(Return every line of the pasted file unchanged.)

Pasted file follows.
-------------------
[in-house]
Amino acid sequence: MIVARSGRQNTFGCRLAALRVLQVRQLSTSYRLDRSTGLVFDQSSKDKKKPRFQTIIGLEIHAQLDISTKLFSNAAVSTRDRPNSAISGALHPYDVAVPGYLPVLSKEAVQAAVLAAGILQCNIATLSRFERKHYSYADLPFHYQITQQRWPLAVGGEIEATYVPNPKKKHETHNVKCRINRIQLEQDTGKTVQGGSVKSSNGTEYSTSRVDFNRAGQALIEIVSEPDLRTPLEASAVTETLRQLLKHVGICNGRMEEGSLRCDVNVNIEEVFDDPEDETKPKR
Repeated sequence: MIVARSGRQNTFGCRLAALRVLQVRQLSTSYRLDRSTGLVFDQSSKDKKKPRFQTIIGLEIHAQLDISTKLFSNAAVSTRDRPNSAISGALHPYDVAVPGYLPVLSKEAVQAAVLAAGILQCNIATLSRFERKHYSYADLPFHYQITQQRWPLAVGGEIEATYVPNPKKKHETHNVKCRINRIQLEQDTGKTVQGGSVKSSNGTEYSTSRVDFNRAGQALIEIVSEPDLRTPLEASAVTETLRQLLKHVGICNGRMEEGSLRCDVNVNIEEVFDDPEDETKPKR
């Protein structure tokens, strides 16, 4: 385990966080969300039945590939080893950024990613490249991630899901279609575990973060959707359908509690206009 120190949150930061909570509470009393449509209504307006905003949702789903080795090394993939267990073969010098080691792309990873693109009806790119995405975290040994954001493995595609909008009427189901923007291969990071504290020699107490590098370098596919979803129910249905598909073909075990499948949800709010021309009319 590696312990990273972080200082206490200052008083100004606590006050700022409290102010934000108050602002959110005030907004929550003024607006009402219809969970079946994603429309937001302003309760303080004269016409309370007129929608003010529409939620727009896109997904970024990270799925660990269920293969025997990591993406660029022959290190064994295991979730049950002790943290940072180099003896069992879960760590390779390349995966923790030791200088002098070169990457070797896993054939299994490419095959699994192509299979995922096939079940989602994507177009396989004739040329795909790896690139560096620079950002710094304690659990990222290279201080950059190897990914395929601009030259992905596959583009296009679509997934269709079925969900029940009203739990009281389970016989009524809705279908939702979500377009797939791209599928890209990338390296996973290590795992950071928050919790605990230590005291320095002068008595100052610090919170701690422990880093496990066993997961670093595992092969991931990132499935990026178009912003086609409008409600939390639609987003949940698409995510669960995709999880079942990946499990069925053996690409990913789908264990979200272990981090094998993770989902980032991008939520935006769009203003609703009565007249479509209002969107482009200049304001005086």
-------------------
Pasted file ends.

[in-house]
Amino acid sequence: MIVARSGRQNTFGCRLAALRVLQVRQLSTSYRLDRSTGLVFDQSSKDKKKPRFQTIIGLEIHAQLDISTKLFSNAAVSTRDRPNSAISGALHPYDVAVPGYLPVLSKEAVQAAVLAAGILQCNIATLSRFERKHYSYADLPFHYQITQQRWPLAVGGEIEATYVPNPKKKHETHNVKCRINRIQLEQDTGKTVQGGSVKSSNGTEYSTSRVDFNRAGQALIEIVSEPDLRTPLEASAVTETLRQLLKHVGICNGRMEEGSLRCDVNVNIEEVFDDPEDETKPKR
Repeated sequence: MIVARSGRQNTFGCRLAALRVLQVRQLSTSYRLDRSTGLVFDQSSKDKKKPRFQTIIGLEIHAQLDISTKLFSNAAVSTRDRPNSAISGALHPYDVAVPGYLPVLSKEAVQAAVLAAGILQCNIATLSRFERKHYSYADLPFHYQITQQRWPLAVGGEIEATYVPNPKKKHETHNVKCRINRIQLEQDTGKTVQGGSVKSSNGTEYSTSRVDFNRAGQALIEIVSEPDLRTPLEASAVTETLRQLLKHVGICNGRMEEGSLRCDVNVNIEEVFDDPEDETKPKR
């Protein structure tokens, strides 16, 4: 385990966080969300039945590939080893950024990613490249991630899901279609575990973060959707359908509690206009 120190949150930061909570509470009393449509209504307006905003949702789903080795090394993939267990073969010098080691792309990873693109009806790119995405975290040994954001493995595609909008009427189901923007291969990071504290020699107490590098370098596919979803129910249905598909073909075990499948949800709010021309009319 590696312990990273972080200082206490200052008083100004606590006050700022409290102010934000108050602002959110005030907004929550003024607006009402219809969970079946994603429309937001302003309760303080004269016409309370007129929608003010529409939620727009896109997904970024990270799925660990269920293969025997990591993406660029022959290190064994295991979730049950002790943290940072180099003896069992879960760590390779390349995966923790030791200088002098070169990457070797896993054939299994490419095959699994192509299979995922096939079940989602994507177009396989004739040329795909790896690139560096620079950002710094304690659990990222290279201080950059190897990914395929601009030259992905596959583009296009679509997934269709079925969900029940009203739990009281389970016989009524809705279908939702979500377009797939791209599928890209990338390296996973290590795992950071928050919790605990230590005291320095002068008595100052610090919170701690422990880093496990066993997961670093595992092969991931990132499935990026178009912003086609409008409600939390639609987003949940698409995510669960995709999880079942990946499990069925053996690409990913789908264990979200272990981090094998993770989902980032991008939520935006769009203003609703009565007249479509209002969107482009200049304001005086």